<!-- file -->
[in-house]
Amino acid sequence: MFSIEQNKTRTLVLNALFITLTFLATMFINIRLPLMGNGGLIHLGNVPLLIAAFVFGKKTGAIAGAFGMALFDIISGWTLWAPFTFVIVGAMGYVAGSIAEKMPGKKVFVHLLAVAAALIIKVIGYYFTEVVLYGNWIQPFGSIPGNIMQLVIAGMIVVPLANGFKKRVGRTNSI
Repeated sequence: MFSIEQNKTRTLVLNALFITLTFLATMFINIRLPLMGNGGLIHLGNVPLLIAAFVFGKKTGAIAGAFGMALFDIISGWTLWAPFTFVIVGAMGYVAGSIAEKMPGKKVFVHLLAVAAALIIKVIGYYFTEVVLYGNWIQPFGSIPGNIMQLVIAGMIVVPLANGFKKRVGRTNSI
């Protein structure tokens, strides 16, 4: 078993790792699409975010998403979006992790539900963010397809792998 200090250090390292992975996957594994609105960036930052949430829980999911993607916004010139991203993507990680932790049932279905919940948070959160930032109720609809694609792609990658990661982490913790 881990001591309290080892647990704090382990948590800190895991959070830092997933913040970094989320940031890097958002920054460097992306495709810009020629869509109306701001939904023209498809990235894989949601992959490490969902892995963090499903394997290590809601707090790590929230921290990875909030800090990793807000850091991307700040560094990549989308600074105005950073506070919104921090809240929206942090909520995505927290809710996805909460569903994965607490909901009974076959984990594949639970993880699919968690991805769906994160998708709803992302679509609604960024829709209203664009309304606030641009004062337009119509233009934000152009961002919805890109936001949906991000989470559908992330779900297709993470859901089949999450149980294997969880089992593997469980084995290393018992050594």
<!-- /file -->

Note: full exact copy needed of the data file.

[in-house]
Amino acid sequence: MFSIEQNKTRTLVLNALFITLTFLATMFINIRLPLMGNGGLIHLGNVPLLIAAFVFGKKTGAIAGAFGMALFDIISGWTLWAPFTFVIVGAMGYVAGSIAEKMPGKKVFVHLLAVAAALIIKVIGYYFTEVVLYGNWIQPFGSIPGNIMQLVIAGMIVVPLANGFKKRVGRTNSI
Repeated sequence: MFSIEQNKTRTLVLNALFITLTFLATMFINIRLPLMGNGGLIHLGNVPLLIAAFVFGKKTGAIAGAFGMALFDIISGWTLWAPFTFVIVGAMGYVAGSIAEKMPGKKVFVHLLAVAAALIIKVIGYYFTEVVLYGNWIQPFGSIPGNIMQLVIAGMIVVPLANGFKKRVGRTNSI
């Protein structure tokens, strides 16, 4: 078993790792699409975010998403979006992790539900963010397809792998 200090250090390292992975996957594994609105960036930052949430829980999911993607916004010139991203993507990680932790049932279905919940948070959160930032109720609809694609792609990658990661982490913790 881990001591309290080892647990704090382990948590800190895991959070830092997933913040970094989320940031890097958002920054460097992306495709810009020629869509109306701001939904023209498809990235894989949601992959490490969902892995963090499903394997290590809601707090790590929230921290990875909030800090990793807000850091991307700040560094990549989308600074105005950073506070919104921090809240929206942090909520995505927290809710996805909460569903994965607490909901009974076959984990594949639970993880699919968690991805769906994160998708709803992302679509609604960024829709209203664009309304606030641009004062337009119509233009934000152009961002919805890109936001949906991000989470559908992330779900297709993470859901089949999450149980294997969880089992593997469980084995290393018992050594």